Gov. Gretchen Whitmer addressed the State of Michigan after a plan to kidnap her and other Michigan government officials was thwarted by state and federal law enforcement agencies. She started by saying thank you to law enforcement and FBI agents who participated in stopping this [...]
In April of 1997, Sean Kosofsky was then a recent graduate of Oakland University with a degree in political science. On the twenty-third day of that month, something happened which charted his course for the next eleven and half years — he stood with former State Rep. Lynne Martinez, and then executive director of Triangle Foundation, Jeffrey Montgomery for the announcement of a bill to amend the state’s hate crime law to include crimes against persons based on their real or perceived sexual orientation.
“I became a lobbyist,” Kosofsky said. “That was the beginning of the birth of our (Triangle’s) legislative program.”
But all that is coming to end. Kosofsky is leaving Triangle and his home for 32 years – the Detroit metro area – to head to North Carolina.
“I love the Triangle Foundation and I love the people of Michigan. It doesn’t have to do with this economy really. My partner has put his career on hold for mine. So now it is my turn. He has been offered a position in North Carolina,” he said. “Both of us wanted to stay here.”
Kosofsky said his partner has been looking for a job in his professional field for three years, but has been unsuccessful in landing one in the state. His partner has been willing to support Kosofsky in his work with Triangle Foundation, but when an offer came from North Carolina, they both decided it was time to move on – together. No departure date has been firmly set, though Kosofsky said he thinks he will be out of the state by the beginning of the fall legislative season. “I want to leave at the same time as my partner so we can do this journey together. I am going to support him,” said Kosofsky.
“It’s bitter sweet because Triangle is going through a lot of changes and I want to be there,” he said, citing the organization’s search for a new executive director and the upcoming national elections. “Personally all my friends and family are here. I know very few people in North Carolina. All my work has been built here. I am comfortable with change, but I have also been able to build a fantastic and comfortable position in the movement. I don’t like saying good bye. That is really painful and personally difficult.”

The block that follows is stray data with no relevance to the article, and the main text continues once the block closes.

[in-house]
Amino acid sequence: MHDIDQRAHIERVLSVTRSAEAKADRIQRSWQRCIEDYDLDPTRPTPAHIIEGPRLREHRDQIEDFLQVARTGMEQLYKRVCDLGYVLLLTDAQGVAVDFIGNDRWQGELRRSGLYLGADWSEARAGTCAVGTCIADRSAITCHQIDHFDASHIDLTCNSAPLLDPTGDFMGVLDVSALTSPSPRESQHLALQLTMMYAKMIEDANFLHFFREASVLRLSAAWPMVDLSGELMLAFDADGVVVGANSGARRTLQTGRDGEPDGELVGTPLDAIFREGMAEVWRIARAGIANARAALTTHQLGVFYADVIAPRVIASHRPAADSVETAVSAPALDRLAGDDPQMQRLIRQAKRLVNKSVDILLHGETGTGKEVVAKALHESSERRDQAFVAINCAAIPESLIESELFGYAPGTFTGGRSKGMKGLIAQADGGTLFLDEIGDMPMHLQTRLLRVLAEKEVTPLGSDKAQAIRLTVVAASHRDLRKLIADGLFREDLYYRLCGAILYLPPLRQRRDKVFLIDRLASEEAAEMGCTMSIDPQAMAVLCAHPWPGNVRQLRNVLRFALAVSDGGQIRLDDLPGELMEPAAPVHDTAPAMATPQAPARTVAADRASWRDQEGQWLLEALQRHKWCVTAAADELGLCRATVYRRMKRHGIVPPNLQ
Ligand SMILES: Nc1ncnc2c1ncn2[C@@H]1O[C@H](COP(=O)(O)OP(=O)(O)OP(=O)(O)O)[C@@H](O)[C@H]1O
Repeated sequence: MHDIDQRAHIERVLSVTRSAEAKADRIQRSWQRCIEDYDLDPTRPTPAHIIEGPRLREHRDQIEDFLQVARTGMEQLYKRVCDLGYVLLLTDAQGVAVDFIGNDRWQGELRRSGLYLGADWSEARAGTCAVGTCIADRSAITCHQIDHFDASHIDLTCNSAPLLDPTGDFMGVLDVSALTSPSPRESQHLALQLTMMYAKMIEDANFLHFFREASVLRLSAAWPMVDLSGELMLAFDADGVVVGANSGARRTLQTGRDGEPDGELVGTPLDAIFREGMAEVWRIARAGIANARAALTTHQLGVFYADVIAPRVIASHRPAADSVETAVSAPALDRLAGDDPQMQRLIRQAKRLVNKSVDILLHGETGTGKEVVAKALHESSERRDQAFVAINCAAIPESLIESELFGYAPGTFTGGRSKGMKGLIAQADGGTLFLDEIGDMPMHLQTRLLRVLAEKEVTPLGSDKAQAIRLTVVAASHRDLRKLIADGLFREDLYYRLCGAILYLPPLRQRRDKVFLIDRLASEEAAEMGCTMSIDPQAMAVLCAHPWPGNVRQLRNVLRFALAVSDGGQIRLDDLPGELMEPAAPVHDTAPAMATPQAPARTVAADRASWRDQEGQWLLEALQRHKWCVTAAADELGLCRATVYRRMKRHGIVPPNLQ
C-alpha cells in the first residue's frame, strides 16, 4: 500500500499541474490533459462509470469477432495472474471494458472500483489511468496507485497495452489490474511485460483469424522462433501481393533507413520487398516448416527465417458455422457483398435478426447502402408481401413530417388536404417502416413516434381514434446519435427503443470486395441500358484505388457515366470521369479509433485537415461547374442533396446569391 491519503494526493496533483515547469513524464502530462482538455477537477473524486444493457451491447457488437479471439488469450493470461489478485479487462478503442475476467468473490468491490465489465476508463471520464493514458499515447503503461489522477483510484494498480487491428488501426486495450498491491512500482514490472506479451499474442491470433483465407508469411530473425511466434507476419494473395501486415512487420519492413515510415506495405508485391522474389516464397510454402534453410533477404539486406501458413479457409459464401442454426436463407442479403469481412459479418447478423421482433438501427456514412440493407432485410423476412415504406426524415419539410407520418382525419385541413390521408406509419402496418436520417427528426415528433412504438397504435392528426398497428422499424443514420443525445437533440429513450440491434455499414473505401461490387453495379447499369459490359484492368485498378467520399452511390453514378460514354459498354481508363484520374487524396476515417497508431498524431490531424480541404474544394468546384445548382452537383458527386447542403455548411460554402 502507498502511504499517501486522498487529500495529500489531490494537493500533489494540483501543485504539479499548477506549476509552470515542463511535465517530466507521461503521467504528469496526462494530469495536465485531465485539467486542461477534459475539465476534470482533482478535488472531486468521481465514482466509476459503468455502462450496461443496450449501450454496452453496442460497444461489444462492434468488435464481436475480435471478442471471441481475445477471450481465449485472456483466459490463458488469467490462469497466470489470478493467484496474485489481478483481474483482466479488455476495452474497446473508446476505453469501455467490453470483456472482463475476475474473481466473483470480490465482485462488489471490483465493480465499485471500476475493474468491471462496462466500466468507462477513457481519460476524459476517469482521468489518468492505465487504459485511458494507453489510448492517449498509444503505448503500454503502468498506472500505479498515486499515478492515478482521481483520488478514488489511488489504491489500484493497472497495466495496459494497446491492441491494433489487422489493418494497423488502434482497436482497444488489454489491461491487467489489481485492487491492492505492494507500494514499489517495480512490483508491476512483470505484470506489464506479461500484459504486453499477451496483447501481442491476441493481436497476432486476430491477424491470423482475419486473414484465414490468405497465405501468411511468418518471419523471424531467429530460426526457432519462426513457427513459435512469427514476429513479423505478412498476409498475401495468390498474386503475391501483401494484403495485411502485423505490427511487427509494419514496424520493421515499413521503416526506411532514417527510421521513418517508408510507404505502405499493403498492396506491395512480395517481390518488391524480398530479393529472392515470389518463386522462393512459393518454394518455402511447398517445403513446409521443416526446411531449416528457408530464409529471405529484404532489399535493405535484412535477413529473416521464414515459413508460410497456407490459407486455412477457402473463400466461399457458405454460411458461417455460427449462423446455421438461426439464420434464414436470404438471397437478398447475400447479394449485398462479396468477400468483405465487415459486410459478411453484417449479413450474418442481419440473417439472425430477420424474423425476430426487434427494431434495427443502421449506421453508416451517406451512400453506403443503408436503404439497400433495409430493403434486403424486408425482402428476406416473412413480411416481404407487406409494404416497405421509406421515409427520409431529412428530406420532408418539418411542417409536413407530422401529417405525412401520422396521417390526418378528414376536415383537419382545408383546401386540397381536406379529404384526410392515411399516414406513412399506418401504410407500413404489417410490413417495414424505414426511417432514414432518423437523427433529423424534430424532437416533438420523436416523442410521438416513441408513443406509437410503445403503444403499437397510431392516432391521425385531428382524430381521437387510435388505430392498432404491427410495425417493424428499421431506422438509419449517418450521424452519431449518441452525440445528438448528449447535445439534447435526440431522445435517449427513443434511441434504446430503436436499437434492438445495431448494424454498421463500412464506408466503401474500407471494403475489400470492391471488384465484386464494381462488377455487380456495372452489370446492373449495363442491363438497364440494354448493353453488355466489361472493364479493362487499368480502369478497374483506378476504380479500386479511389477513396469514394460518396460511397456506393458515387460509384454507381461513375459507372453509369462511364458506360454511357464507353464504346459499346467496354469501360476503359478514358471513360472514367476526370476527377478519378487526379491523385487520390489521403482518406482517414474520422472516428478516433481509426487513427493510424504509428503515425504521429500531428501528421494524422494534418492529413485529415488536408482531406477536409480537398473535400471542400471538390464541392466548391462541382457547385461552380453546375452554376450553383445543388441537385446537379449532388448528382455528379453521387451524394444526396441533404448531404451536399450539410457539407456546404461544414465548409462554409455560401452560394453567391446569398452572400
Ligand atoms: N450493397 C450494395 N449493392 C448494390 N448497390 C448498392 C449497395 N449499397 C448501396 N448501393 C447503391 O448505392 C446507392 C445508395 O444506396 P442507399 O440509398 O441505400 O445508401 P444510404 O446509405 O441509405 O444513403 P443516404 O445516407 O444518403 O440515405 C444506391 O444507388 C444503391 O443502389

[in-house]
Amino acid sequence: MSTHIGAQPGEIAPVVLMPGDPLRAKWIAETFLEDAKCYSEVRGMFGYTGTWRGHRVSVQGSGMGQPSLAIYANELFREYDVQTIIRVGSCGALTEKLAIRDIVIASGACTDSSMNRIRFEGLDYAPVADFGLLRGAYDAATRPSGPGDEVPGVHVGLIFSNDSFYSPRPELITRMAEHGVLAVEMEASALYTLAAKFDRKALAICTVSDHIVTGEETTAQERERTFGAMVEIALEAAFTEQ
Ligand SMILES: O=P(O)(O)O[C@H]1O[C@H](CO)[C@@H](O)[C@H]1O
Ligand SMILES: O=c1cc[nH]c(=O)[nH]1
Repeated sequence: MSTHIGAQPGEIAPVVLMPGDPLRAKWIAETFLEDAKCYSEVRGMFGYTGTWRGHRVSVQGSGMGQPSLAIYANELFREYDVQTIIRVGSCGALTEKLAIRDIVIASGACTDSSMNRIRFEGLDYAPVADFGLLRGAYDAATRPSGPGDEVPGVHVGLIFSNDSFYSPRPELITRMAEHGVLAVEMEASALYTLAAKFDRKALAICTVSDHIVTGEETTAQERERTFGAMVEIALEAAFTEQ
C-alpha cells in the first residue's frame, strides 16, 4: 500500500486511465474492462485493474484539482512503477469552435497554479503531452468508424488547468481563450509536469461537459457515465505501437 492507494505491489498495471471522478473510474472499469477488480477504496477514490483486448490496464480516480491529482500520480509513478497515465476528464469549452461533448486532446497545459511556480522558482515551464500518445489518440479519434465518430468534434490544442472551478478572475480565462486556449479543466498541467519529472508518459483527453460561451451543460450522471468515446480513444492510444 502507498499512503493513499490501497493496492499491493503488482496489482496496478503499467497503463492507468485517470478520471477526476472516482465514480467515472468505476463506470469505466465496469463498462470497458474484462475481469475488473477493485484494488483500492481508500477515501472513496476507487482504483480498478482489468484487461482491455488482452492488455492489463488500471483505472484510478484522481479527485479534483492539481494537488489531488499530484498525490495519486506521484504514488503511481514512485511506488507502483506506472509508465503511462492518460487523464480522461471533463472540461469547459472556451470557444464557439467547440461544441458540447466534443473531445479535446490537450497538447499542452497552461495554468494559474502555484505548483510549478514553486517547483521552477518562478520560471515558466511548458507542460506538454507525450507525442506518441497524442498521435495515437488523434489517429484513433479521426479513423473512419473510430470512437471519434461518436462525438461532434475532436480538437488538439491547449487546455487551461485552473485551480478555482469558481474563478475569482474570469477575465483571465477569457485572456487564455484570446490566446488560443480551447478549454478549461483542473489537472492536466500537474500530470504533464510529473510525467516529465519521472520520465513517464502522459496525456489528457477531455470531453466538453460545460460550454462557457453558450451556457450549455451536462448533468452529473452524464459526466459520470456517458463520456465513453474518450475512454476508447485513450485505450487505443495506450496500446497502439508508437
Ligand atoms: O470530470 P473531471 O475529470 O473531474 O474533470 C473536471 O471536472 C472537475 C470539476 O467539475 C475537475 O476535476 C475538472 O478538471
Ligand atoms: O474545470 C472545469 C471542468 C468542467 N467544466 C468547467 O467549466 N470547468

Since Kosofsky became the full time director of policy at Triangle, he has worked tirelessly in building relationships with politicians and lobbyist in Lansing. And proof of that work is clear.
“No anti-gay laws have passed since our legislative program was developed in 1997,” Kosofsky said. “I think there is a correlation there. We were able to stop the worst of the worst stuff from becoming law. Although we have not had that success on the ballot, we have with the legislature.”
He said he specifically recalls rallying legislators and members of the LBGT community and allies to defeat a proposed marriage law in the legislature, which later became the 2004 Marriage Amendment to the state Constitution.
“I do think our community failed to support the ballot measure in 2004,” he said. “I dont think we ran a good campaign. Part of that was that we got started late and we did not have the money. We had the second best numbers in the country despite the fact we were broke. A lot of things fell apart. Our community had been doing so much work well, (but) we had not experienced fighting for our families statewide. I think that is a place we failed. We may not have been able to stop or prevent it, but we could have done better.”
“I think out community organizations could have done a better job years ago in stopping the infighting,” he said, continuing to address the Marriage Amendment campaign.
“We made a commitment to get to know each other as friends not just activists (following the loss of the ballot measure). A lot of the infighting people hear about in our community could have been prevented. We are working together better now than ever before. We could have done a better job at working together in a more collaborative way (back then).”
Jay Kaplan, from the ACLU of Michigan’s Lesbian, Gay, Bisexual and Transgender Rights Project, has worked arm and arm with Kosofsky for years. He said Kosofsky is a true leader, and one that “always gave 100 percent, to everything.” He said the drive Kosofsky brings to the movement will be missed, but echoing Kosofsky’s own thoughts, he believes that new leaders will step up to fill the void left by Kosofsky’s exit.
Kaplan also noted the importance for the reason why Kosofsky is leaving the organization he has spent over a decade building.
“It’s very sweet that he wants to be there for his partner who has been there supporting his career,” Kaplan said. “It is touching that he has decided this is an important decision in his life. It shows the human side of being an advocate and fighting the cause and I think that is so important to have that balance. You can get so involved that you wake up one day and say where is the rest of my life?”